Free  locally made Donuts will be offered during your visit to the museum on Friday, June 2nd in honor of National Donut Day.

Poppy seeds will also be offered to the public for beautification and remembrance. These symbols are related to the current WWI exhibit in the History Center.

Donuts were made popular during World War I by the Salvation Army as one of their efforts to support troops overseas. Since 1917, when a cheerful Salvation Army lassie handed a fresh doughnut to a homesick doughboy in France, The Salvation Army doughnut has symbolized loving concern for those in the armed forces.

There will also be poppy seeds available for visitors as they too were made popular in association with World War I. The remembrance poppy is an artificial flower that has been used since 1921 to commemorate military personnel who have died in war, and represents a common or field poppy, Papaver rhoeas. Inspired by the World War I poem “In Flanders Fields”, they were first adopted by the American Legion to commemorate American soldiers killed in that war (1914–1918).

If you have a moment or two tomorrow please visit the museum and enjoy a donut and pick up some poppy seeds to plant in your yard.

A history of Donut Day from the Salvation Army is reprinted below.

A taste of history: Fried dough, front lines & The Salvation Army

Added on Tuesday, June 4, 2013

What do a small round piece of fried dough and one of America’s oldest charities have in common? You may be surprised to learn that there is actually a rich history between the tasty donut treats and The Salvation Army – so much so, we actually started National Donut Day in 1938.

Each year on the first Friday in June, National Donut Day honors Salvation Army Donut Lassies, dubbed Donut Girls, who made fresh, complementary donuts for American soldiers serving in France during World War I. Two Lassies named Ensign Margaret Sheldon and Adjutant Helen Purviance cleverly thought to fry the donuts, made from the limited ingredients.

The scent of fresh baked goods permeated the air and drew homesick soldiers to the service “hut” where they could enjoy a taste of home. Word spread quickly among the soldiers – “If you’re hungry and broke, you can get something to eat at The Salvation Army.”

Approximately 250 Salvation Army volunteers traveled overseas during WWI to set up these service “huts” located in abandoned buildings near the front lines. One of the volunteers was Signa Leona Saunders from Brainerd, Minn., who wrote a memoir about her experience.  In addition to serving donuts, the Donut Girls also provided writing supplies and stamps, and offered a clothes-mending service to the soldiers in battle.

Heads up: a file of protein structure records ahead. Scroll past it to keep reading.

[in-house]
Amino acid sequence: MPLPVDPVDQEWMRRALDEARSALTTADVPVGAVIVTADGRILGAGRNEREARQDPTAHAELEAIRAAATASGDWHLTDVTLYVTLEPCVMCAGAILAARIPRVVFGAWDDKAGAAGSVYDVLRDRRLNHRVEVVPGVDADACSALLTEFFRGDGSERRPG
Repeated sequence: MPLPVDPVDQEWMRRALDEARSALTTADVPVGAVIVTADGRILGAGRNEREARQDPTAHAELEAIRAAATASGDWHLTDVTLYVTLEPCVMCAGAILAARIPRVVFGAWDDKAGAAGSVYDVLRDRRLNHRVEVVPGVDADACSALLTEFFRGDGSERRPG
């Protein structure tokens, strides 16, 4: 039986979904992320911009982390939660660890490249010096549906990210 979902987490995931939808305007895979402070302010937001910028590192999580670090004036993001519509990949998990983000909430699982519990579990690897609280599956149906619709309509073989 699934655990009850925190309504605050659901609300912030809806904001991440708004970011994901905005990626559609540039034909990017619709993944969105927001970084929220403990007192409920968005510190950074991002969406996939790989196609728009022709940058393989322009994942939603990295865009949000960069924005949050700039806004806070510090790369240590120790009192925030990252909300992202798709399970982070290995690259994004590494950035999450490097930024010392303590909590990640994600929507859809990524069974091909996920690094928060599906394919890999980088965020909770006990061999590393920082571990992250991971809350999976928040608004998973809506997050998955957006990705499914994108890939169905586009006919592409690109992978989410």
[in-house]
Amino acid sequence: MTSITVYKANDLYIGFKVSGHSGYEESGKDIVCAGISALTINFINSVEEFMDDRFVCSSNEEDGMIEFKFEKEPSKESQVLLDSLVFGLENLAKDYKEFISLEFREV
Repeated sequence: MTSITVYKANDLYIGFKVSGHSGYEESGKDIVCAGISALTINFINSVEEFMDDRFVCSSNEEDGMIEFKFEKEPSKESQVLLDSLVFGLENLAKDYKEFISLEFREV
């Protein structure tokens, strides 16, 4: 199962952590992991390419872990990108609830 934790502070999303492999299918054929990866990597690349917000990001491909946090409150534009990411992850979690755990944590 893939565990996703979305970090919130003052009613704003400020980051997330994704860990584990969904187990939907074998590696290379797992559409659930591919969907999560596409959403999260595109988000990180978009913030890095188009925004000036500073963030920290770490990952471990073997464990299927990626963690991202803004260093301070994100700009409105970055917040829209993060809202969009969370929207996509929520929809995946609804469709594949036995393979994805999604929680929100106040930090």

Donuts became synonymous with Salvation Army and American WWI vets who were returning home with the nickname “doughboys.”

The tradition continued as the Donut Girls again served soldiers in World War II and the Vietnam War. Ask any veteran and it’s likely they remember the Salvation Army Donut Girls and these delicious reminders of home.

The very first celebration of National Donut Day raised funds for people in need during the Great Depression. Since then, the day is a way to honor the memory of soldiers on the first Friday in June.

Today, The Salvation Army provides 64 million meals, including donuts to millions of Americans every year. In Minnesota and North Dakota alone, 992,000 meals are served annually to people in need. The donut continues to be a comfort food served by The Salvation Army to those in need during times of disaster.

Original Salvation Army Donut Recipe


5 C flour
2 C sugar
5 tsp. baking powder
1 ‘saltspoon’ salt (1/4 tsp.)
2 eggs
1 3/4 C milk
1 tub lard


  1. Combine all ingredients (except for lard) to make dough.
  2. Thoroughly knead dough, roll smooth, and cut into rings that are less than 1/4 inch thick. (When finding items to cut out donut circles, be creative. Salvation Army Donut Girls used whatever they could find, from baking powder cans to coffee percolator tubes.)
  3. Drop the rings into the lard, making sure the fat is hot enough to brown the donuts gradually. Turn the donuts slowly several times.
  4. When browned, remove donuts and allow excess fat to drip off.
  5. Dust with powdered sugar. Let cool and enjoy.

Yield: 4 dozen donuts